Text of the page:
https://www.medrxiv.org/content/10.1101/2020.09.16.20194787v1
Personal note: my area recorded one of the highest prevalence of disease last spring. And now the same area shows a significant rise in cases, although, for a variety of reasons and including also a partial level (IMO) of herd immunity, this "second" wave should result in less morbidity and mortality. But despite this higher herd immunity obtained due to previous institutional weakness and basic competence issues, it seems that my area will do worse (because of persistent and widespread community spread) than most parts of Canada who, it seems, made a conscious step to not bet on the herd.

" The seroprevalence fell in July and August due to antibody waning. " states the article you posted.  The problem with seroprevalence studies are that antibodies are lasting only few months as seen in above study.

Bill Gates said, we probably will need two doses of vaccines and quoting Bill Gates regarding side effects "“some of that is not dramatic where it’s just super painful". Now if only antibodies confer immunity and antibodies after vaccination last only few months, we are in trouble right?

I always thought the vaccine development is also based on non-antibody immunity, but that applies to prior infected too.  The article you posted makes that clear.  The number of infected  and immunity is much more than the antibody study results.

We also see repeatedly cases fall once the seroprevalence reaches 20-30%. Sweden had 14% antibodies in July. Yet we dont see any second wave in Sweden. To take the seroprevalance of 14%in July and say Sweden has long way to go when we can also see the peak deaths in Sweden is in April!
We can agree July is after April?
https://www.thelocal.se/20200723/14-of-antibody-tests-positive-in-sweden
14% of coronavirus antibody tests positive in Sweden in July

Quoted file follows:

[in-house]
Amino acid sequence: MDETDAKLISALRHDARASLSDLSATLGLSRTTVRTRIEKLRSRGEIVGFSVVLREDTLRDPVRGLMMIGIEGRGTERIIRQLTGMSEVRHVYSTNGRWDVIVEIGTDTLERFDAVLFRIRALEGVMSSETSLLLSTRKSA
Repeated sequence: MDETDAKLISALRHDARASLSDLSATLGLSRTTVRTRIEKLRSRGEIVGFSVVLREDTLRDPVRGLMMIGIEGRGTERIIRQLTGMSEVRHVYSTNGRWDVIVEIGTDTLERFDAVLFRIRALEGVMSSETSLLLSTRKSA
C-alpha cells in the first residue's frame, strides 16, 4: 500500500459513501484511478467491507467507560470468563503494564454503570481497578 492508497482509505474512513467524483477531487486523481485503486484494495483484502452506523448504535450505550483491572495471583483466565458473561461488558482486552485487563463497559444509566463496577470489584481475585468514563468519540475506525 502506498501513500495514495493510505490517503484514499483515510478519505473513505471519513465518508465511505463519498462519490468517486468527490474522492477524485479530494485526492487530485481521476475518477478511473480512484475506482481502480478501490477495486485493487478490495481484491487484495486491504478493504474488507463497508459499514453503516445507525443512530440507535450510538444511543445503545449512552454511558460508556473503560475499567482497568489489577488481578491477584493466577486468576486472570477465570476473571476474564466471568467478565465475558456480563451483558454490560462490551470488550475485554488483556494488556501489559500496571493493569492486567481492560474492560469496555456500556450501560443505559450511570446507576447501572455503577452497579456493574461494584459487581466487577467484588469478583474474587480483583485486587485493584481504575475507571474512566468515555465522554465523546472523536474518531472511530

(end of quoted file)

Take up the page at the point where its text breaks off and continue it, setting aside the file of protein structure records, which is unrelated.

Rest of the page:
https://www.worldometers.info/coronavirus/country/sweden/

The other corroborating evidence is the one I posted before, spouse secondary attack rate below 50%.
« Last Edit: September 28, 2020, 09:29:54 PM by Investor20 »

Cigarbutt

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Re: Coronavirus
« Reply #7733 on: Today at 04:52:03 AM »
...
 The number of infected  and immunity is much more than the antibody study results.
We also see repeatedly cases fall once the seroprevalence reaches 20-30%.
https://www.thelocal.se/20200723/14-of-antibody-tests-positive-in-sweden
...
i agree with you directionally. It's the extent we can rely on natural immunity that is risky (IMO).
Have you looked at the dialysis seroprevalence study that Spekulatius submitted? The study has limitations but the limitations are listed and discussed. It is a source of some powerful information. Relevant for this discussion:
-There was a remarkable variation in seroprevalence by state in the sampled participants, with early pandemic hotspots such as New York (33·6%, 95% CI 31·7–35·6), Louisiana (17·6%, 10·8–28·7), and Illinois (17·5%, 15·2–20·2) recording substantially higher seroprevalence than their respective neighbouring states of Pennsylvania (6·4%, 4·7–8·8), Arkansas (1·9%, 1·0–3·5), and Missouri (1·9%, 0·9–3·8).
-The study also estimated substantially higher seroprevalence in residents of predominantly Hispanic (11·3%, 95% CI 9·8–12·9), non-Hispanic Black (13·9%, 12·1–16·0), and Hispanic and Black (16·3%, 14·3–18·5) neighbourhoods compared with predominantly non-Hispanic white neighbourhoods (4·8%, 4·1–5·5), when standardised to the US adult population.

There are large segments in the population who have risk factors (including relative lower levels of innate or cell-mediated immunity) and who happen to live in crowded conditions with people living in the same household who can't simultaneously work at home and "protect". The remarkable variation in prevalence of antibody-mediated immunity and the heterogeneity of the population makes the concept of a unique % number of antibody levels relatively risky, in its application.

mattee2264

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Re: Coronavirus
« Reply #7734 on: Today at 07:43:47 AM »

 The other thing that gets forgotten is that a coronavirus vaccine may need to be as much as 70-80% effective before we can stop social distancing. So preliminary versions of the vaccine may not reduce the risk to an acceptable level and in the meantime social and economic costs continue to mount. So I think to some degree we do need to build up some natural immunity and learn to live with the virus while shielding as much as possible those for whom the virus could be deadly.